Do chefs use other people's Recipes

4
0
Joined Feb 10, 2021
I believe nowdays, the source of information has become very large. It's always good to look around yourself for new recipes.
 
179
64
Joined Jun 11, 2013
I may be reading too much into 'use' other people's recipes. I know many chefs that can be inspired by something another chef has made. For example, here in Seattle (about 25 years ago), the executive chef at Fuller's in the Sheraton Hotel was Monique Barbeau. She won the James Beard Award as Best Chef: Northwest, was a guest on Julia Child’s “In Julia’s Kitchen with Master Chefs”, and did a number of other noteworthy guest appearances and contributions.

Monique developed a salad from watermelon, feta cheese, and sage . . . these were three flavors I had never considered combining together, but it worked . . . really well. The flavor profile was remarkable for something with so few ingredients . . . watermelon delivered sweetness, feta cheese delivered a tangy and salty flavor, and the sage contributed an earthiness. I think this inspired other chefs to try their own variations on these ingredients. Did they 'use' her recipe? Depends on how you interpret the word 'use' . . . Did they copy it? Not really. But, it did inspire similar flavor profiles in other restaurants.
 
3,253
684
Joined May 5, 2010
How about instead of the word "copy," we substitute "inspired by?"
If I see a recipe from someone else, and change one ingredient, then it becomes my recipe.
 
179
64
Joined Jun 11, 2013
How about instead of the word "copy," we substitute "inspired by?"
If I see a recipe from someone else, and change one ingredient, then it becomes my recipe.
Absolutely! I think this happens all the time. Nearly every time I eat something I really like, I think of how I would make it and what I might do differently. Unfortunately, it's been nearly a year since I've been in a restaurant due to COVID-19 . . . but, I can come here and get inspired.
 
6
1
Joined May 10, 2021
When chefs make up a new food do they use other peoples recipes and find put there own twist on it?
When I cook I use Recipes off of line and put my own twist on the recipe is this considerd creative or do chefs figure out the ingredient amounts them selves . How can I learn to be a chef and is following recipes off the internet considered amateurish?
BTW I want to go to culinary school once I get Graduate from high school in 2011.
 
6
1
Joined May 10, 2021
I was threatend some years ago by a very angry chef who accused me of copying his fish pasty.
 
102
32
Joined Apr 26, 2012
I was threatened some years ago by a very angry chef who accused me of copying his fish pasty.
That's almost a compliment!! Sounds like he must have liked what you did, and then got irritated that you could duplicate his dish.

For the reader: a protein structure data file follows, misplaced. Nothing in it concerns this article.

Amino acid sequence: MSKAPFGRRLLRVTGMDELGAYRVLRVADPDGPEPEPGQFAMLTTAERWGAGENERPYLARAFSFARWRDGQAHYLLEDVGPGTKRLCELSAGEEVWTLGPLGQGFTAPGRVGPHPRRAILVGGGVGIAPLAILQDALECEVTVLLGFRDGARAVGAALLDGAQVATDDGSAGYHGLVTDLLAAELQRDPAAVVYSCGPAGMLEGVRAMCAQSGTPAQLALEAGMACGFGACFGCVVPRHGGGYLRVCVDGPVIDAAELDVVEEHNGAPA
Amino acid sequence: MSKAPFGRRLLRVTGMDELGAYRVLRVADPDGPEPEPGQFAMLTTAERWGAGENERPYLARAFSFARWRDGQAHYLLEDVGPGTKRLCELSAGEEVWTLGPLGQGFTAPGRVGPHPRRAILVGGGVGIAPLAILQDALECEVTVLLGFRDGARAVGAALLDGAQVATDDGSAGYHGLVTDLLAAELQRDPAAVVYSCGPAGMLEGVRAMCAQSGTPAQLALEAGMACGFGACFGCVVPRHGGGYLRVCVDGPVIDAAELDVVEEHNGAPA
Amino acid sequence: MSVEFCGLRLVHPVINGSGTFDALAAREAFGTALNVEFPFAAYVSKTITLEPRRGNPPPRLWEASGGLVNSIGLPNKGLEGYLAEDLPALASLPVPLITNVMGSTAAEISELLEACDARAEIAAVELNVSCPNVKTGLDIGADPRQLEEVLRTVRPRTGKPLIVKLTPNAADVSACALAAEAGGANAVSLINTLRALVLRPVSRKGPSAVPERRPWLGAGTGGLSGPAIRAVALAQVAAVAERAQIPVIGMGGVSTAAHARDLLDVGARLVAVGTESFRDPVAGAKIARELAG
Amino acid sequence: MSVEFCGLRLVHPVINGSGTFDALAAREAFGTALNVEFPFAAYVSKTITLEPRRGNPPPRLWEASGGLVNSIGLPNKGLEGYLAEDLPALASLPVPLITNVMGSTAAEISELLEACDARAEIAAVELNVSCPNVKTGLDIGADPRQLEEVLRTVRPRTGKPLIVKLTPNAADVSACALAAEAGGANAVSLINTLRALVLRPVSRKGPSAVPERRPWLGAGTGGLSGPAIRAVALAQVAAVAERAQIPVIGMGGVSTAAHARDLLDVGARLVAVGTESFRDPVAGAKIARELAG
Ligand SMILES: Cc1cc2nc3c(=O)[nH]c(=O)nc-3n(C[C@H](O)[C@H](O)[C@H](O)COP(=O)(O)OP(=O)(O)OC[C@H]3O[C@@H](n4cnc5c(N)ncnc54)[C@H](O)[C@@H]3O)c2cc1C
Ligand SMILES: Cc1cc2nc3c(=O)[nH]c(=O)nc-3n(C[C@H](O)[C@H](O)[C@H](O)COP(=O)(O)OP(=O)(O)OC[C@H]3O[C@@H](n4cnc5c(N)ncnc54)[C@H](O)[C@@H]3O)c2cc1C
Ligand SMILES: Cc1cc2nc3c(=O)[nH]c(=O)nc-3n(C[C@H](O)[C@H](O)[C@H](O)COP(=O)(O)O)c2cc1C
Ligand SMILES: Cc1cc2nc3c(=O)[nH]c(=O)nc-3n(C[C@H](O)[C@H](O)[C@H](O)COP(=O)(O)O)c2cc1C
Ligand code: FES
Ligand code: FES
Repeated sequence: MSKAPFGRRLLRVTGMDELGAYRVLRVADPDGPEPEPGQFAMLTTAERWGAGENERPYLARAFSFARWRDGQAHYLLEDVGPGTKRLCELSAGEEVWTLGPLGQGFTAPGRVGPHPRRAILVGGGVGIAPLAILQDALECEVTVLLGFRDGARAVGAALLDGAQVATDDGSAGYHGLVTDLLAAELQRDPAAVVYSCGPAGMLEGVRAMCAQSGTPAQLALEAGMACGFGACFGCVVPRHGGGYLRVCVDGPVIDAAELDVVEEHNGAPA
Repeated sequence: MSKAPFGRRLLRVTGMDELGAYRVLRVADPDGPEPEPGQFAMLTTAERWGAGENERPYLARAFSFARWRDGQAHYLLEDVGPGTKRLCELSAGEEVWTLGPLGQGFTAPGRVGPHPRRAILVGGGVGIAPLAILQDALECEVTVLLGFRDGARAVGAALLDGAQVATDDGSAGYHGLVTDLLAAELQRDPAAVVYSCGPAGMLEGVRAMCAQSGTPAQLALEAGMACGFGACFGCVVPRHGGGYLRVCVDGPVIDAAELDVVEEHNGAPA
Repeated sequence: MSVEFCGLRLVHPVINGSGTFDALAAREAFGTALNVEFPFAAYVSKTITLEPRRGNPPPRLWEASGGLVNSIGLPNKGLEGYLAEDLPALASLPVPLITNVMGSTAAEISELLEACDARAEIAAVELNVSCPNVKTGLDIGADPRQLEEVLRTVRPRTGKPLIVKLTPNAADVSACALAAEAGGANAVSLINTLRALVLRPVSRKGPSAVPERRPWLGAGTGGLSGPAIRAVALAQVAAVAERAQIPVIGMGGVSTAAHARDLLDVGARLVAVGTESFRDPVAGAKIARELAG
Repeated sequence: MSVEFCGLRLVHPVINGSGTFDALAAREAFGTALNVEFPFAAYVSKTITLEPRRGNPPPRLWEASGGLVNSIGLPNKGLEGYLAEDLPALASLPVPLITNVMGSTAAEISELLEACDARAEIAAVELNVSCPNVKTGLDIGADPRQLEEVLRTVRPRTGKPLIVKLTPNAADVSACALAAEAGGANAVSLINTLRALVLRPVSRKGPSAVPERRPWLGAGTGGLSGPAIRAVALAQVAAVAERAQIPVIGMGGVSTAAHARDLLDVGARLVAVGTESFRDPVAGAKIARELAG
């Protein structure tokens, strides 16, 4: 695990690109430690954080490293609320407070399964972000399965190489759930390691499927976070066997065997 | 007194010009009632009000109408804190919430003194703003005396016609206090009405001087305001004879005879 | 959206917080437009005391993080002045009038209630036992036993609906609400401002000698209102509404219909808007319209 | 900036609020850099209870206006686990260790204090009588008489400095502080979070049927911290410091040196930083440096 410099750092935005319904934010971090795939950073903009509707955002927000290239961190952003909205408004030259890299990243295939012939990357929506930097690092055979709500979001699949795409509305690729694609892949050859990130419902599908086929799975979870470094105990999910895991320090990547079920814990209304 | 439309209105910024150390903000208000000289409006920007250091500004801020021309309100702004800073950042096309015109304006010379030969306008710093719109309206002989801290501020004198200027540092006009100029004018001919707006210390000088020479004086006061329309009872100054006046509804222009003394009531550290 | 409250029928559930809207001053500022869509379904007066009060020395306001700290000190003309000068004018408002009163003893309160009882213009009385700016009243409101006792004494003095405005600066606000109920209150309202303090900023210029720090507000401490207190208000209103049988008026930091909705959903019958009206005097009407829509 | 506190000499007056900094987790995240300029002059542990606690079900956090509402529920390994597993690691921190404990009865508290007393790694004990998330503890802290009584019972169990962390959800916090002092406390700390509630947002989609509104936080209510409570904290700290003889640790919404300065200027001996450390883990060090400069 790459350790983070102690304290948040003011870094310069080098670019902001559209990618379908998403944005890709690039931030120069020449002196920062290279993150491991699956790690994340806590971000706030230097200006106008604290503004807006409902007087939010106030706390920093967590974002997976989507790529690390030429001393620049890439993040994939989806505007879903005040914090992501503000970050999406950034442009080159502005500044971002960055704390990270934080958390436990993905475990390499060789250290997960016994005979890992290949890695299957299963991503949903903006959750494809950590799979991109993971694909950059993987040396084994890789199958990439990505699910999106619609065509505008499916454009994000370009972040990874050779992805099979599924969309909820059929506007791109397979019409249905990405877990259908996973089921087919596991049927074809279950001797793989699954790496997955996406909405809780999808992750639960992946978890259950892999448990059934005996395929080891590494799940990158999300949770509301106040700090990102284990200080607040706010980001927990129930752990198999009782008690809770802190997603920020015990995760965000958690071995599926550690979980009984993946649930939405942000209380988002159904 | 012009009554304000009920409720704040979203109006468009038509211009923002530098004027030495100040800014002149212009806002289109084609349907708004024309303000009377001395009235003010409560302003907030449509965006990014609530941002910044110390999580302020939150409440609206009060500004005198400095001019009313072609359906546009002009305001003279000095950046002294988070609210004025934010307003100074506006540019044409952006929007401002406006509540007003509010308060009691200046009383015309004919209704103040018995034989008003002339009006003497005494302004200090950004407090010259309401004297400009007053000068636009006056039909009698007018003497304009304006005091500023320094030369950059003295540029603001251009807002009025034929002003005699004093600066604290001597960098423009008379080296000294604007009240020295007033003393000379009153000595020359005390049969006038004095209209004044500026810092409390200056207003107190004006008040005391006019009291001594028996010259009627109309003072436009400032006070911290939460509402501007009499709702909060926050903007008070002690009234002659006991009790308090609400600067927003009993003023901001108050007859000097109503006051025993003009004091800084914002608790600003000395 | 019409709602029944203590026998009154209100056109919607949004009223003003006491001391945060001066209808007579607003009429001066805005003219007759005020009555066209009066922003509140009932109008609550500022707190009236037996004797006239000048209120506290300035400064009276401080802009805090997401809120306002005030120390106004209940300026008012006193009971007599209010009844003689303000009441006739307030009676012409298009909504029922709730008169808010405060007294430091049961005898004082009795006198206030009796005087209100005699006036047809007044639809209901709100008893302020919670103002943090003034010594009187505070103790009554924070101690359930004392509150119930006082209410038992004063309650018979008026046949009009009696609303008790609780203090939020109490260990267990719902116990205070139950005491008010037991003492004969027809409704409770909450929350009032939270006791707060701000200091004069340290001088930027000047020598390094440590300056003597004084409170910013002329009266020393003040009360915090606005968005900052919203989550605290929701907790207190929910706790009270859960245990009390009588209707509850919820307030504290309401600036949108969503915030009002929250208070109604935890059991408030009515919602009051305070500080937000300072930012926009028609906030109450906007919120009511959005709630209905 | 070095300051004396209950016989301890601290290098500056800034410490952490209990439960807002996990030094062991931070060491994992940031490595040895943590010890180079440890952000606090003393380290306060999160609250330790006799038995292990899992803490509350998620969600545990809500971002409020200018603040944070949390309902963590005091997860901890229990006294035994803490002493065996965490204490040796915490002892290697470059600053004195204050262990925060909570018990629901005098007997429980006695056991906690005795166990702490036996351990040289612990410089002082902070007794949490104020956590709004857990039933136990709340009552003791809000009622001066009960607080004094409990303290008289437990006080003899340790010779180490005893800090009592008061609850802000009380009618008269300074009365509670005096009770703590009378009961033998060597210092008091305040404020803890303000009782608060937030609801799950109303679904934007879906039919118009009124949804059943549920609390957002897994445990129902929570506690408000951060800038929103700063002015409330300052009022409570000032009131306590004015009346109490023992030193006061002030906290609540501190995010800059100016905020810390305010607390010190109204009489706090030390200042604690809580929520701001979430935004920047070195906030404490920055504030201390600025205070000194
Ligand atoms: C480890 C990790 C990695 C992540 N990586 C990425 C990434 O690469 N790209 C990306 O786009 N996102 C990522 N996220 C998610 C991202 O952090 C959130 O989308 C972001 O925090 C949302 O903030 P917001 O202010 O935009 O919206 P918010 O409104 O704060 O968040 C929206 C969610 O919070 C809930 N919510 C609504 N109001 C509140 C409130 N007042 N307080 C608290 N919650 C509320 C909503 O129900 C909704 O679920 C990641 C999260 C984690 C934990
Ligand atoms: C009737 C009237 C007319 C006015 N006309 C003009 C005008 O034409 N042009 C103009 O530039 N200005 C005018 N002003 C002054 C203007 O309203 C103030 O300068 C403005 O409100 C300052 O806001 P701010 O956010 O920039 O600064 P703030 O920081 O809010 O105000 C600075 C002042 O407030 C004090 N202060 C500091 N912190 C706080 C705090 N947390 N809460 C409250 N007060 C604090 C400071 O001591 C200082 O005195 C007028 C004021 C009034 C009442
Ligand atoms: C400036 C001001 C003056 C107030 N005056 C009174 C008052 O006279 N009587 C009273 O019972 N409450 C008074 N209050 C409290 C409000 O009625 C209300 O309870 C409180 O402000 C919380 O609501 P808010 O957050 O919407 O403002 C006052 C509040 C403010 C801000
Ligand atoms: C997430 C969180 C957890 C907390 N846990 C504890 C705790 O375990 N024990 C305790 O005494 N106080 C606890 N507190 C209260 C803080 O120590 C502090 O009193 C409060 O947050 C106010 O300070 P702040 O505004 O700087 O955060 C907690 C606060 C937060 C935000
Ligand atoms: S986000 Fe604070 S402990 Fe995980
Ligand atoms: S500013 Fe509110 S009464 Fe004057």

There is a difference between stealing and re-creating. Stealing a recipe is taking all the ingredients in exact quantities and making the recipe using the exact same method in the exact same order and then calling it your own.

Re-creating is simply following a recipe. If you are given a recipe, or shown how to make something, or find a recipe and make it... none of these are stealing. And this is the vast majority of the ways people learn how to cook.

The key is when someone or some eating establishment is promoting a dish that they claim is their own, but was taken from someone else.

Professional chefs who have any sense of self-respect do not steal recipes and use them as their own, but will often use a recipe and change or add to it.

If I make an apple pie and just call it an apple pie, it does not matter where it came from. But if I call it Aldente's Apple Pie and promote it that way, it should have something special and distinctive that I changed to make it my own.

However, with something so commonly found as apple pie, it is generally acceptable to call it your own when it is made in house, even if it is a re-used recipe.
 
Last edited:
352
182
Joined Apr 25, 2017
I have never heard of proffesional chefs stealing each others recipes' I have been in the trade for nearly 40 years. retired 4 years, but keep my hand in
That's funny - I remember learning "cooks borrow, chefs steal" very early in my career.
 
352
182
Joined Apr 25, 2017
Monique developed a salad from watermelon, feta cheese, and sage . . . these were three flavors I had never considered combining together, but it worked . . . really well. The flavor profile was remarkable for something with so few ingredients . . . watermelon delivered sweetness, feta cheese delivered a tangy and salty flavor, and the sage contributed an earthiness. I think this inspired other chefs to try their own variations on these ingredients. Did they 'use' her recipe? Depends on how you interpret the word 'use' . . . Did they copy it? Not really. But, it did inspire similar flavor profiles in other restaurants.
This is a really good example - watermelon, feta and (usually mint, sometimes parsley) is a common dish in the Mediterranean. Sage is a twist on that making it her own.
 
Top Bottom